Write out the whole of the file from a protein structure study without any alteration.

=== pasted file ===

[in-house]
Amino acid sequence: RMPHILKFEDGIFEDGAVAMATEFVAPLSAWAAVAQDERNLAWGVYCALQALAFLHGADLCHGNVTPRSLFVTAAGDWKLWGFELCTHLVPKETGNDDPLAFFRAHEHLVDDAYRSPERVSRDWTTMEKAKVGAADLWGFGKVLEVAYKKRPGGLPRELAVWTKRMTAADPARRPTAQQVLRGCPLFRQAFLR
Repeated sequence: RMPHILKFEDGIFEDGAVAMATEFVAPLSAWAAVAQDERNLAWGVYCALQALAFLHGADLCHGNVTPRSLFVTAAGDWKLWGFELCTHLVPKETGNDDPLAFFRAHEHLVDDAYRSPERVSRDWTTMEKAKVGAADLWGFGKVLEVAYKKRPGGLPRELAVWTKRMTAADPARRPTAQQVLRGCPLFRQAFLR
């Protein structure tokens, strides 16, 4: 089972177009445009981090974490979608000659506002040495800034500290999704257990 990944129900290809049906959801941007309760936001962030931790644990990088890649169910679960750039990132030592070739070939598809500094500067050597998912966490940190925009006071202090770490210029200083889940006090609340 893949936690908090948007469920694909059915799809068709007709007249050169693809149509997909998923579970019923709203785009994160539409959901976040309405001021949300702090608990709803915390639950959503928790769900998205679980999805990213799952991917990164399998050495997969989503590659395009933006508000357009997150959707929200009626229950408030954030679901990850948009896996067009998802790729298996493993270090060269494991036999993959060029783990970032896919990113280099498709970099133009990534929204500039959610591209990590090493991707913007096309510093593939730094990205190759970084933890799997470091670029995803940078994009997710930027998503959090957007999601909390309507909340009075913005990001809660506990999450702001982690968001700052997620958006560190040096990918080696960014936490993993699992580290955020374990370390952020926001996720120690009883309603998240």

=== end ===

[in-house]
Amino acid sequence: RMPHILKFEDGIFEDGAVAMATEFVAPLSAWAAVAQDERNLAWGVYCALQALAFLHGADLCHGNVTPRSLFVTAAGDWKLWGFELCTHLVPKETGNDDPLAFFRAHEHLVDDAYRSPERVSRDWTTMEKAKVGAADLWGFGKVLEVAYKKRPGGLPRELAVWTKRMTAADPARRPTAQQVLRGCPLFRQAFLR
Repeated sequence: RMPHILKFEDGIFEDGAVAMATEFVAPLSAWAAVAQDERNLAWGVYCALQALAFLHGADLCHGNVTPRSLFVTAAGDWKLWGFELCTHLVPKETGNDDPLAFFRAHEHLVDDAYRSPERVSRDWTTMEKAKVGAADLWGFGKVLEVAYKKRPGGLPRELAVWTKRMTAADPARRPTAQQVLRGCPLFRQAFLR
């Protein structure tokens, strides 16, 4: 089972177009445009981090974490979608000659506002040495800034500290999704257990 990944129900290809049906959801941007309760936001962030931790644990990088890649169910679960750039990132030592070739070939598809500094500067050597998912966490940190925009006071202090770490210029200083889940006090609340 893949936690908090948007469920694909059915799809068709007709007249050169693809149509997909998923579970019923709203785009994160539409959901976040309405001021949300702090608990709803915390639950959503928790769900998205679980999805990213799952991917990164399998050495997969989503590659395009933006508000357009997150959707929200009626229950408030954030679901990850948009896996067009998802790729298996493993270090060269494991036999993959060029783990970032896919990113280099498709970099133009990534929204500039959610591209990590090493991707913007096309510093593939730094990205190759970084933890799997470091670029995803940078994009997710930027998503959090957007999601909390309507909340009075913005990001809660506990999450702001982690968001700052997620958006560190040096990918080696960014936490993993699992580290955020374990370390952020926001996720120690009883309603998240």